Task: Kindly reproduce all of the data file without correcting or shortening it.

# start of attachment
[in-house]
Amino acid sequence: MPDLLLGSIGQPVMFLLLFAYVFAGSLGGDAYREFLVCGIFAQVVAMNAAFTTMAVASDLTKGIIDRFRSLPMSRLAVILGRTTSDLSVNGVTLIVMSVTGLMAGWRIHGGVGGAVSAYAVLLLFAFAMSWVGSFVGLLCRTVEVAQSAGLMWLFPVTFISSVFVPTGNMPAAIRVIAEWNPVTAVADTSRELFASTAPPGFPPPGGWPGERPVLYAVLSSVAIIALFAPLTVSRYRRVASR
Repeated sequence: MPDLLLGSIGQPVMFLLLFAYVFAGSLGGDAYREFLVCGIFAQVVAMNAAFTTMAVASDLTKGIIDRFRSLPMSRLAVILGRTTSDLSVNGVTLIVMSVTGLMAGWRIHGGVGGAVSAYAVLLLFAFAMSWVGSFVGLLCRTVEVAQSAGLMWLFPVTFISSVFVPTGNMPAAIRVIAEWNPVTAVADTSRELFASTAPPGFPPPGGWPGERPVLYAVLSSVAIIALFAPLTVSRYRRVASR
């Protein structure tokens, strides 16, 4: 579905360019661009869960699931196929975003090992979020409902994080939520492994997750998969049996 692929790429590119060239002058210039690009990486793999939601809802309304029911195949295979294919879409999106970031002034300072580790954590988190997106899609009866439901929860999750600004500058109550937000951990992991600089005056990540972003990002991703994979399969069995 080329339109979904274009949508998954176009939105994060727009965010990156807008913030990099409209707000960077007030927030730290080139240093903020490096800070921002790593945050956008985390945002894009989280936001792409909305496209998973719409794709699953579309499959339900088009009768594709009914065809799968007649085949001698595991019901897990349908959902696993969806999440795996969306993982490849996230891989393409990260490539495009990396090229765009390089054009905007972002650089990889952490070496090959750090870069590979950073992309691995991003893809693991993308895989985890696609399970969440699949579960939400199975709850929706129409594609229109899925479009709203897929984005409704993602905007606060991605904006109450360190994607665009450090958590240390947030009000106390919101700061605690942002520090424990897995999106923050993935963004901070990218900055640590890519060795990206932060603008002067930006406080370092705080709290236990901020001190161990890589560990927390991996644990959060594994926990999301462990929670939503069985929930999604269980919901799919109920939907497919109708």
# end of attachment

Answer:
[in-house]
Amino acid sequence: MPDLLLGSIGQPVMFLLLFAYVFAGSLGGDAYREFLVCGIFAQVVAMNAAFTTMAVASDLTKGIIDRFRSLPMSRLAVILGRTTSDLSVNGVTLIVMSVTGLMAGWRIHGGVGGAVSAYAVLLLFAFAMSWVGSFVGLLCRTVEVAQSAGLMWLFPVTFISSVFVPTGNMPAAIRVIAEWNPVTAVADTSRELFASTAPPGFPPPGGWPGERPVLYAVLSSVAIIALFAPLTVSRYRRVASR
Repeated sequence: MPDLLLGSIGQPVMFLLLFAYVFAGSLGGDAYREFLVCGIFAQVVAMNAAFTTMAVASDLTKGIIDRFRSLPMSRLAVILGRTTSDLSVNGVTLIVMSVTGLMAGWRIHGGVGGAVSAYAVLLLFAFAMSWVGSFVGLLCRTVEVAQSAGLMWLFPVTFISSVFVPTGNMPAAIRVIAEWNPVTAVADTSRELFASTAPPGFPPPGGWPGERPVLYAVLSSVAIIALFAPLTVSRYRRVASR
């Protein structure tokens, strides 16, 4: 579905360019661009869960699931196929975003090992979020409902994080939520492994997750998969049996 692929790429590119060239002058210039690009990486793999939601809802309304029911195949295979294919879409999106970031002034300072580790954590988190997106899609009866439901929860999750600004500058109550937000951990992991600089005056990540972003990002991703994979399969069995 080329339109979904274009949508998954176009939105994060727009965010990156807008913030990099409209707000960077007030927030730290080139240093903020490096800070921002790593945050956008985390945002894009989280936001792409909305496209998973719409794709699953579309499959339900088009009768594709009914065809799968007649085949001698595991019901897990349908959902696993969806999440795996969306993982490849996230891989393409990260490539495009990396090229765009390089054009905007972002650089990889952490070496090959750090870069590979950073992309691995991003893809693991993308895989985890696609399970969440699949579960939400199975709850929706129409594609229109899925479009709203897929984005409704993602905007606060991605904006109450360190994607665009450090958590240390947030009000106390919101700061605690942002520090424990897995999106923050993935963004901070990218900055640590890519060795990206932060603008002067930006406080370092705080709290236990901020001190161990890589560990927390991996644990959060594994926990999301462990929670939503069985929930999604269980919901799919109920939907497919109708």